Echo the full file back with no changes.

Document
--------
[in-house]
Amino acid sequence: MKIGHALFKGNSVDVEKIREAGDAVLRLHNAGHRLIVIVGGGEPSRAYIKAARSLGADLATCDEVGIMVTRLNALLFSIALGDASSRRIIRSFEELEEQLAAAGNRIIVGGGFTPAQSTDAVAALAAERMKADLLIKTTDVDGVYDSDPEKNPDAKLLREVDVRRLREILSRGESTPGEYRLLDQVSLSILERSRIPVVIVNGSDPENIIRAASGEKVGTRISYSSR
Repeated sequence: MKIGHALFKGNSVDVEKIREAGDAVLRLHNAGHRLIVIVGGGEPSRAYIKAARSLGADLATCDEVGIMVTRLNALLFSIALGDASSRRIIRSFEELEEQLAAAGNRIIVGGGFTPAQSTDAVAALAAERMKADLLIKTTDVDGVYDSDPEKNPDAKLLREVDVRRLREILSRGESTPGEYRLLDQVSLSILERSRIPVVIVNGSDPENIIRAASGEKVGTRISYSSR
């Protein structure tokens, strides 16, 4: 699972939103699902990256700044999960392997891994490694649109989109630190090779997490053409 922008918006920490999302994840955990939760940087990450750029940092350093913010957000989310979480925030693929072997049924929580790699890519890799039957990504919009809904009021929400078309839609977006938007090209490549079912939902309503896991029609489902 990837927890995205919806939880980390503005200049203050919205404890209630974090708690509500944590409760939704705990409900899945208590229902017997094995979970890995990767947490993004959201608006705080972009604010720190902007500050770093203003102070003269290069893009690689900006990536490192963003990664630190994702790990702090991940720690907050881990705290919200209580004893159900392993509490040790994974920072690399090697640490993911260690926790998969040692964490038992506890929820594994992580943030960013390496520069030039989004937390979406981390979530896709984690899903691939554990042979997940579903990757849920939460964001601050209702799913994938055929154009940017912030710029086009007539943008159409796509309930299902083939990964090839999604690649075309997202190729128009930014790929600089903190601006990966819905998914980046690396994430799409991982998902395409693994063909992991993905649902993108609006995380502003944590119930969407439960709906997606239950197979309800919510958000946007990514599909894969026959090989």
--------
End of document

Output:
[in-house]
Amino acid sequence: MKIGHALFKGNSVDVEKIREAGDAVLRLHNAGHRLIVIVGGGEPSRAYIKAARSLGADLATCDEVGIMVTRLNALLFSIALGDASSRRIIRSFEELEEQLAAAGNRIIVGGGFTPAQSTDAVAALAAERMKADLLIKTTDVDGVYDSDPEKNPDAKLLREVDVRRLREILSRGESTPGEYRLLDQVSLSILERSRIPVVIVNGSDPENIIRAASGEKVGTRISYSSR
Repeated sequence: MKIGHALFKGNSVDVEKIREAGDAVLRLHNAGHRLIVIVGGGEPSRAYIKAARSLGADLATCDEVGIMVTRLNALLFSIALGDASSRRIIRSFEELEEQLAAAGNRIIVGGGFTPAQSTDAVAALAAERMKADLLIKTTDVDGVYDSDPEKNPDAKLLREVDVRRLREILSRGESTPGEYRLLDQVSLSILERSRIPVVIVNGSDPENIIRAASGEKVGTRISYSSR
């Protein structure tokens, strides 16, 4: 699972939103699902990256700044999960392997891994490694649109989109630190090779997490053409 922008918006920490999302994840955990939760940087990450750029940092350093913010957000989310979480925030693929072997049924929580790699890519890799039957990504919009809904009021929400078309839609977006938007090209490549079912939902309503896991029609489902 990837927890995205919806939880980390503005200049203050919205404890209630974090708690509500944590409760939704705990409900899945208590229902017997094995979970890995990767947490993004959201608006705080972009604010720190902007500050770093203003102070003269290069893009690689900006990536490192963003990664630190994702790990702090991940720690907050881990705290919200209580004893159900392993509490040790994974920072690399090697640490993911260690926790998969040692964490038992506890929820594994992580943030960013390496520069030039989004937390979406981390979530896709984690899903691939554990042979997940579903990757849920939460964001601050209702799913994938055929154009940017912030710029086009007539943008159409796509309930299902083939990964090839999604690649075309997202190729128009930014790929600089903190601006990966819905998914980046690396994430799409991982998902395409693994063909992991993905649902993108609006995380502003944590119930969407439960709906997606239950197979309800919510958000946007990514599909894969026959090989």